Carmen: A Staff Book Review

Today’s staff book review comes to us from Ann, over at the Egleston Branch of the Boston Public Library:

Carmen, an urban adaption of the opera by Walter Dean Myers

I love the opera Carmen and I love Walter Dean Myers and I wanted to love this but I could not. It is set up exactly as a play– the settings, the stage instructions, the music. Set in El Barrio (Spanish Harlem) the characters are modern reincarnations of the original novela, pre-Bizet, infact– modeled after West Side Story. Factory workers, cops instead of soldiers, a Hip Hop Star instead of a Toreador, but the story remains basically the same. I still love the idea, but I thought the dialog was stilted and unnatural (“We’ll do the caper…”?) and many of the characters and settings were dangerously close to stereotyping. Please– I still love Walter Dean Myers and he added an author’s note explaining why he wanted to work with Carmen, he spoke about the very public music in the Harlem of his youth, about the stereotyping he had encountered in different versions of the novella– in fact I enjoyed the author’s note very much– much more than the novela.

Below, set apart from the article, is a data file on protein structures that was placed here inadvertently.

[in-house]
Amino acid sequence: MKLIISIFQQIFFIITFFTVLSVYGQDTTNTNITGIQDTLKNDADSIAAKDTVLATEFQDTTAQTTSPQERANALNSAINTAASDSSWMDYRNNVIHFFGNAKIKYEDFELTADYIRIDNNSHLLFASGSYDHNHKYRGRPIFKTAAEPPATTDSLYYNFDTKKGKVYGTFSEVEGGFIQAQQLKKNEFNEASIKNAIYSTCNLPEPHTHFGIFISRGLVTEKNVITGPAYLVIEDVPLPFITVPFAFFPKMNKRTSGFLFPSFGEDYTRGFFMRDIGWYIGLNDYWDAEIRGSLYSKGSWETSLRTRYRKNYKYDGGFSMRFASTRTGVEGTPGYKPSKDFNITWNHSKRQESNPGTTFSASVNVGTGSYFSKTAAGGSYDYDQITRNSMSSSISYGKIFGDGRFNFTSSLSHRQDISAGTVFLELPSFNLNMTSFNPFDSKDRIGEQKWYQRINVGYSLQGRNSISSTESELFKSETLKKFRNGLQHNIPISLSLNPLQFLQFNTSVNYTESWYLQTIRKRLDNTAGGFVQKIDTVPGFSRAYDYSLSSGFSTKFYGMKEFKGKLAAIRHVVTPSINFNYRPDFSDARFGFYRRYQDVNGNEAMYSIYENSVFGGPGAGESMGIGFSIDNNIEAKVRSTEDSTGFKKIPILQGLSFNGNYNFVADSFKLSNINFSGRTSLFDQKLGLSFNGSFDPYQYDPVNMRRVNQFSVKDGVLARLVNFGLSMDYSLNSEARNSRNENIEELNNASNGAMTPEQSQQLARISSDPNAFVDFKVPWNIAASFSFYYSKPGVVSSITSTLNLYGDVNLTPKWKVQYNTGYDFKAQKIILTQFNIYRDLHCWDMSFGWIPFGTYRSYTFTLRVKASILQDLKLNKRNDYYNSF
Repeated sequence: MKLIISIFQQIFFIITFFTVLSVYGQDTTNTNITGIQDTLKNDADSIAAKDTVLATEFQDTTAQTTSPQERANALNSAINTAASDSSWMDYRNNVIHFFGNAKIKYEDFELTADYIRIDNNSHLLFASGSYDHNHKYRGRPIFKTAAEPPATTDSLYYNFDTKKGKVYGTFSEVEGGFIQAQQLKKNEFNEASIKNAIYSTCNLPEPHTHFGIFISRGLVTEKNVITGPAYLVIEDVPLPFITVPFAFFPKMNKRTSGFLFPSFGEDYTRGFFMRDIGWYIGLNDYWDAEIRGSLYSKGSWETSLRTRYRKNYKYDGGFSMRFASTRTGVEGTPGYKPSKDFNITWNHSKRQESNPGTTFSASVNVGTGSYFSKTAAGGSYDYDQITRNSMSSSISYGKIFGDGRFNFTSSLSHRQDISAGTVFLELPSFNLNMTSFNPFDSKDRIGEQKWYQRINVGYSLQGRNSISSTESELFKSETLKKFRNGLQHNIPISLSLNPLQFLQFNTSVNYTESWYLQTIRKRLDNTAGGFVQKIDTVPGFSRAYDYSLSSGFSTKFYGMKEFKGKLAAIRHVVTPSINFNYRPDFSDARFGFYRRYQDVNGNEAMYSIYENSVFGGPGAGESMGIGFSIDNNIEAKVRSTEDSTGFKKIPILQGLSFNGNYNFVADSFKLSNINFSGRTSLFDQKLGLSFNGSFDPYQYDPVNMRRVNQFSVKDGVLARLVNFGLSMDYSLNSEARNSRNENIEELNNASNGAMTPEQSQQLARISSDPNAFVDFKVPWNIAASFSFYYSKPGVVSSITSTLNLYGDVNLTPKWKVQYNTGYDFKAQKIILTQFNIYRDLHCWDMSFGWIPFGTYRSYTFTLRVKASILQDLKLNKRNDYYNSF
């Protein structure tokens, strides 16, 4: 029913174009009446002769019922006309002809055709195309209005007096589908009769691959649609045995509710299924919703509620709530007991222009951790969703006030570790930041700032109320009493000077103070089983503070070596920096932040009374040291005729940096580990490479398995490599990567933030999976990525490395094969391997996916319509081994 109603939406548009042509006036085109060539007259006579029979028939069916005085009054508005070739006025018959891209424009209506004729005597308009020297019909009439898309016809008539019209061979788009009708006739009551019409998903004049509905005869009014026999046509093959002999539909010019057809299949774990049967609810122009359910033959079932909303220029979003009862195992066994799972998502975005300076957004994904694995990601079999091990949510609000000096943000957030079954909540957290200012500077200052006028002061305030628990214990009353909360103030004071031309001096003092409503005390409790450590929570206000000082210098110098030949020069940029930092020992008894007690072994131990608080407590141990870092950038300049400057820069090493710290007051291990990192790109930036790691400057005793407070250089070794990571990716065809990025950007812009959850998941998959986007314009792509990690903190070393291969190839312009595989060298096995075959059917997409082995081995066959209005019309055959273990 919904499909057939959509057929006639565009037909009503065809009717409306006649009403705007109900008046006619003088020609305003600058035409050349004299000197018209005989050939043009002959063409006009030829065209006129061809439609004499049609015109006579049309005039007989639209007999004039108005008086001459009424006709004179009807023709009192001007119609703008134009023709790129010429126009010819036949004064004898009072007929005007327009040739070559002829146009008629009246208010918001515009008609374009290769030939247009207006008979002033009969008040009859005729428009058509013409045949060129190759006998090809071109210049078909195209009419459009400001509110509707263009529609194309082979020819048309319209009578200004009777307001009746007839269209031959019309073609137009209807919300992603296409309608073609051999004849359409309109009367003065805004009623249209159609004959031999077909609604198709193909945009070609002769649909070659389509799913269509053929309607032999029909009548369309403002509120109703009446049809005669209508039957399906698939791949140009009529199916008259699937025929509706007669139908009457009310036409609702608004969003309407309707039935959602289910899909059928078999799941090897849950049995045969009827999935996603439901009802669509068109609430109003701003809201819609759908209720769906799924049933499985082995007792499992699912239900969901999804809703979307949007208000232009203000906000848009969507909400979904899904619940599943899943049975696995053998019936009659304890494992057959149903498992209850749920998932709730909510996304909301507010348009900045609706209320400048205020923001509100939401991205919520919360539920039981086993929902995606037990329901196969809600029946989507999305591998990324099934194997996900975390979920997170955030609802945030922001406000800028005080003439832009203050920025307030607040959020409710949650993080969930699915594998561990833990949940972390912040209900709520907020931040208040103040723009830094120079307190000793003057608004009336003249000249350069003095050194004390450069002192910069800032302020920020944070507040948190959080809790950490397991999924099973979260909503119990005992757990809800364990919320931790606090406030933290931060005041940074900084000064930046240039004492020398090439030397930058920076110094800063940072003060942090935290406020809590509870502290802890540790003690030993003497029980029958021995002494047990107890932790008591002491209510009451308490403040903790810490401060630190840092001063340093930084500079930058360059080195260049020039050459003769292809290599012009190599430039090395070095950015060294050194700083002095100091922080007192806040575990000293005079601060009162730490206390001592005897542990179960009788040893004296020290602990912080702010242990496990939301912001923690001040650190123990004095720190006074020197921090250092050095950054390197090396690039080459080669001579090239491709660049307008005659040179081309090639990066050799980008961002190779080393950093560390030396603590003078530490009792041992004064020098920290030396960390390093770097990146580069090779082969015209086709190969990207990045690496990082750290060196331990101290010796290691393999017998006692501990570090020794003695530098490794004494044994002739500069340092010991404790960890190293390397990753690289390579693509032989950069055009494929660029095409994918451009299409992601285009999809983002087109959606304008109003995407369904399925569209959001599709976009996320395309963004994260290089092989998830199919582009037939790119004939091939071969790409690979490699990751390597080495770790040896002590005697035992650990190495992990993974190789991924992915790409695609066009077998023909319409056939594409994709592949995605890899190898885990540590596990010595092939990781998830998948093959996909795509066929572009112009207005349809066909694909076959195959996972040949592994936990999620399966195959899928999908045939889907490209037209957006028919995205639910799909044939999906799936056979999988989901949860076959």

Unfortunately, I can see adults liking this a lot, but i do not see it speaking to kids– only to an adult idea of what speaks to kids. Myers does not usually write about Latinos, and Carmen, unfortunately, is not what he does best. Sorry. It was very well reviewed but I was so disappointed.